Why a ghost writer must not act as a literary agent.
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That powerhouse woman agent in the photo above is not -- and should not be -- a ghost writer.
My ghost writing partnership, Ghostwriters Central, works strictly on a writing and editing basis. We are not literary agents. We are not teachers. We are not career advisers. This fact is repeated on every page of our company's website, and its repetition does us an enormous service:
It weeds out prospective clients who want more than just a writer or an editor.
Writing and/or editing a book manuscript or screenplay is incredibly complex, time-consuming, and skill-intensive work. Regardless of these facts, which should be clear to all of us, oftentimes prospective writing/editing clients want a writer/editor who can also bring the work to the marketplace after it's complete.
There are various problems with this expectation. The first one is: If your ghost writer had a guaranteed system for bringing works to the marketplace, then he or she would not be specializing in writing. What writers do and what agents do call for completely different skill sets. A writer understands techniques relating to communication, formatting, grammar, punctuation, and emotion. An agent understands how to pitch a property, sell a property, negotiate contracts, assess sales reports, and guide the development of a client's career.
The second problem with expecting your writer to be an agent is: You're essentially requesting that the writer evaluate your work with two conflicting value systems. In the first value system, the writer has to examine if he or she can bring the project to completion in a professional manner for whatever compensation is under discussion. In the second value system, the writer is forced to make a determination as to whether or not he or she can lead this work to success in the context of the marketplace.
As one might imagine, it's upon this kind of territory that scams occur.
For it's all too easy for a ghost writer to say, "Sure! I'll help you sell this thing. I have some contacts." Maybe he does, maybe he doesn't. If he does, it's likely that he would want to guard those contacts for his own private purposes. But let's assume that he has contacts and is generous enough to share them. Even in such a situation, there's risk involved. The contacts, statistically speaking, are more likely to pass on the project than to embrace it. And then what?
You have two parties, client and ghost writer, with egg on their faces. The client just paid the writer, say, $15,000 to finish a book, partially with the understanding that the writer would assist in selling it, and now the writer has delivered the guaranteed aspect (the writing) but not the risky one (the selling).
This is sad. In fact, it's awful. The widespread existence of writers who promise to also serve as agents gives ethical ghost writers a bad name. The ethical ghost writer should say what our company does:
"We will work tirelessly to furnish outstanding writing for you. But we cannot function as your agent" ...for all the reasons stated above.
Not to mention the fact that in California, where Ghostwriters Central is located, it's illegal for anyone who charges money for any product or service -- such as a ghostwriter -- to tack on agency duties to that product or service. In California, true agents are licensed by the state, and can only earn money on commission. Reason being, it's all too easy to charge high fees to dreamers while dangling the promise of stardom before their eyes.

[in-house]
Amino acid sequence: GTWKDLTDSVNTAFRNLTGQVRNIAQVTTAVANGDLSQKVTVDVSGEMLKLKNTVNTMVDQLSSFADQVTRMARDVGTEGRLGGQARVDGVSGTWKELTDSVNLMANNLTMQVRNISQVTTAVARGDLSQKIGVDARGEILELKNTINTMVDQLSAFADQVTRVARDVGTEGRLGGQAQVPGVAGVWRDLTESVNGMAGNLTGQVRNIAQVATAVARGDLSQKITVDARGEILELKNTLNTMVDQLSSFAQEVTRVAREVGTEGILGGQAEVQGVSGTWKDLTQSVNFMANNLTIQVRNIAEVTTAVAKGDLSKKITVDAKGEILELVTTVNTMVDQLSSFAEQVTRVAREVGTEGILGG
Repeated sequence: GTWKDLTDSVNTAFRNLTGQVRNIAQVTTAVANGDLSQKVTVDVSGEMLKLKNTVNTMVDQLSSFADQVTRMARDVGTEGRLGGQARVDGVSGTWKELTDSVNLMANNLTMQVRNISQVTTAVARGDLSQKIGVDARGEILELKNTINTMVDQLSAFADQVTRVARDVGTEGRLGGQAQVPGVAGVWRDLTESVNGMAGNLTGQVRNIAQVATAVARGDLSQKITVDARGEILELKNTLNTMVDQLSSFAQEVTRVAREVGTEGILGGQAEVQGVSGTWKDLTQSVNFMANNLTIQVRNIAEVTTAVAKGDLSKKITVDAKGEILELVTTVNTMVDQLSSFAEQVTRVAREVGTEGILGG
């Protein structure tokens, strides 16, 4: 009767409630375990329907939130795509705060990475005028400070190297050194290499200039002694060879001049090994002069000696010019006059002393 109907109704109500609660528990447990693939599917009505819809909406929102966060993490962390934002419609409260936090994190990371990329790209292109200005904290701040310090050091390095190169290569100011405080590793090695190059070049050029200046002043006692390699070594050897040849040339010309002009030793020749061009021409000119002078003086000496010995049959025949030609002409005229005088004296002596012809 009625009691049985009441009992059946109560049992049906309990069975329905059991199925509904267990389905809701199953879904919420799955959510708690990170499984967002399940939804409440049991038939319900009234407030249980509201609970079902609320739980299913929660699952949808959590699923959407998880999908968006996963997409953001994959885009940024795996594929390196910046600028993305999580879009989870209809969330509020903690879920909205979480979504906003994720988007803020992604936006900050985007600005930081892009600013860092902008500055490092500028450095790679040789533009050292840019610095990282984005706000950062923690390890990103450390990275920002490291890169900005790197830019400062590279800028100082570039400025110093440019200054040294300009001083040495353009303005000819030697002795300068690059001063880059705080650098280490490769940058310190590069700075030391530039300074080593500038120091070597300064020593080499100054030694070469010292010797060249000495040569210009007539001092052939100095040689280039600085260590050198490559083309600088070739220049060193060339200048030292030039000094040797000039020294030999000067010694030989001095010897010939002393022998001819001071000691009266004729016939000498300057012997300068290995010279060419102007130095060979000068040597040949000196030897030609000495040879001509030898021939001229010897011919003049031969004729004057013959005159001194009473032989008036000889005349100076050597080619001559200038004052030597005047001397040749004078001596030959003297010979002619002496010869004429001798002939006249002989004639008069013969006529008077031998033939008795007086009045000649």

Many scam artists have done so, and the promise of stardom is never kept.
By declaring our ethical and legal limits, Ghostwriters Central tends to attract more entrepreneurial clients. Many of them already have agents, or a thought-out strategy for going to market. Such is always a positive alternative to an environment in which both parties pretend that there's no risk involved.
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TO SIGN NONDISCLOSURE AGREEMENTS
work strictly as a writing and editing company, and strictly on a service
basis. We offer no publishing, talent agency, talent management, talent
referral, or talent counseling/training/listing services. We never do
any writing or editing work for deferred pay or royalties. Please see
our rates for more detail.
(*Typical turnaround time for a manuscript of 100-300 pages. Projects under 100 pages qualify for rapid turnaround. Various factors pertaining to preparation and revision might affect project turnaround time.)
|Ghostwriters Central is located in Los Angeles, but we serve clients around the USA, as well as many individual communities in our local Southern California area. Local communities include downtown Los Angeles to San Diego, to Anaheim, Santa Ana, Orange, Newport Beach, Costa Mesa, Fullerton, Seal Beach, Tustin, Irvine, Orange County in general, Long Beach, Century City, Westwood, West LA, Brentwood, Beverly Hills, Bel Air, Hollywood, West Hollywood, Silver Lake, Glendale, Pasadena, Eagle Rock, Koreatown, Chinatown, the San Fernando Valley including North Hollywood, Studio City, Sherman Oaks, Encino, Tarzana, Winnetka, Woodland Hills, Van Nuys, Chatsworth, Reseda, Lake Balboa, Valley Glen, Canoga Park, Northridge, West Hills, North Hills, Granada Hills, Panorama City, Arleta, Sylmar, Toluca Lake, Burbank, Universal City, Thousand Oaks, Calabasas, Sunland, Valencia, Santa Monica, Beverly Crest, Palms, Mar Vista, Pacific Palisades, Malibu, Mid-Wilshire, Westchester, Playa del Rey, Sawtelle, Venice, Westlake, Boyle Heights, Lincoln Heights, El Sereno, Highland Park, Eagle Rock, Glassell Park, Los Feliz, Manhattan Beach, Altadena, Oxnard, Ventura, Camarillo, Santa Barbara, and more! The topic of this page is why ghost writers must not also be literary agents.|